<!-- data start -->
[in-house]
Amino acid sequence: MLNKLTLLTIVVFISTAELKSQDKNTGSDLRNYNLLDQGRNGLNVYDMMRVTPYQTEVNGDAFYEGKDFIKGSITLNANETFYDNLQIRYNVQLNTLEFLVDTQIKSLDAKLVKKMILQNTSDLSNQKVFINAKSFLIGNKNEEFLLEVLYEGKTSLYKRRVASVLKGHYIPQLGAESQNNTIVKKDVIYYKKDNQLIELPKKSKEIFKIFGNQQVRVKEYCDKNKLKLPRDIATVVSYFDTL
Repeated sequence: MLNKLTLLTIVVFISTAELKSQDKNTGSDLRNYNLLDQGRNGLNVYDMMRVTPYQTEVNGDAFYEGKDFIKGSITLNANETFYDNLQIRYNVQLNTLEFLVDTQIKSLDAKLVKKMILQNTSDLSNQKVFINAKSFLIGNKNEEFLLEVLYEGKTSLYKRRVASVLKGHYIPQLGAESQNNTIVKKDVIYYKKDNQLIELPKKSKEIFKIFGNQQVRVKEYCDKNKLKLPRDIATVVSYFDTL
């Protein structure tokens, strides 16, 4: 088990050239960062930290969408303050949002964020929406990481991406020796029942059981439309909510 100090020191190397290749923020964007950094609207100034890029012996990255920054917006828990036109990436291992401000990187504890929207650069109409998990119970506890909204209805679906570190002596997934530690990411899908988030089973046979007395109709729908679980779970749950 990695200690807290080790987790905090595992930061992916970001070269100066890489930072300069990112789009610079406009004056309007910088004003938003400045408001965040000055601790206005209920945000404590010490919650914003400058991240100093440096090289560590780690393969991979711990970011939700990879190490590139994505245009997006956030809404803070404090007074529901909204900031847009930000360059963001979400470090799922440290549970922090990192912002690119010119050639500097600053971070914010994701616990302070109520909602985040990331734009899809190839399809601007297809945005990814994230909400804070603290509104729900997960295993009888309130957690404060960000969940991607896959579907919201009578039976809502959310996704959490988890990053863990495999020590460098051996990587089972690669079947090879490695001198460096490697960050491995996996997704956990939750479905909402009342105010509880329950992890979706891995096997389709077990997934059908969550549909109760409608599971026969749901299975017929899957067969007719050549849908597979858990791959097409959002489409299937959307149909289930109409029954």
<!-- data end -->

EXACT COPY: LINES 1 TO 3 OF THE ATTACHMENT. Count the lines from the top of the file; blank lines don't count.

[in-house]
Amino acid sequence: MLNKLTLLTIVVFISTAELKSQDKNTGSDLRNYNLLDQGRNGLNVYDMMRVTPYQTEVNGDAFYEGKDFIKGSITLNANETFYDNLQIRYNVQLNTLEFLVDTQIKSLDAKLVKKMILQNTSDLSNQKVFINAKSFLIGNKNEEFLLEVLYEGKTSLYKRRVASVLKGHYIPQLGAESQNNTIVKKDVIYYKKDNQLIELPKKSKEIFKIFGNQQVRVKEYCDKNKLKLPRDIATVVSYFDTL
Repeated sequence: MLNKLTLLTIVVFISTAELKSQDKNTGSDLRNYNLLDQGRNGLNVYDMMRVTPYQTEVNGDAFYEGKDFIKGSITLNANETFYDNLQIRYNVQLNTLEFLVDTQIKSLDAKLVKKMILQNTSDLSNQKVFINAKSFLIGNKNEEFLLEVLYEGKTSLYKRRVASVLKGHYIPQLGAESQNNTIVKKDVIYYKKDNQLIELPKKSKEIFKIFGNQQVRVKEYCDKNKLKLPRDIATVVSYFDTL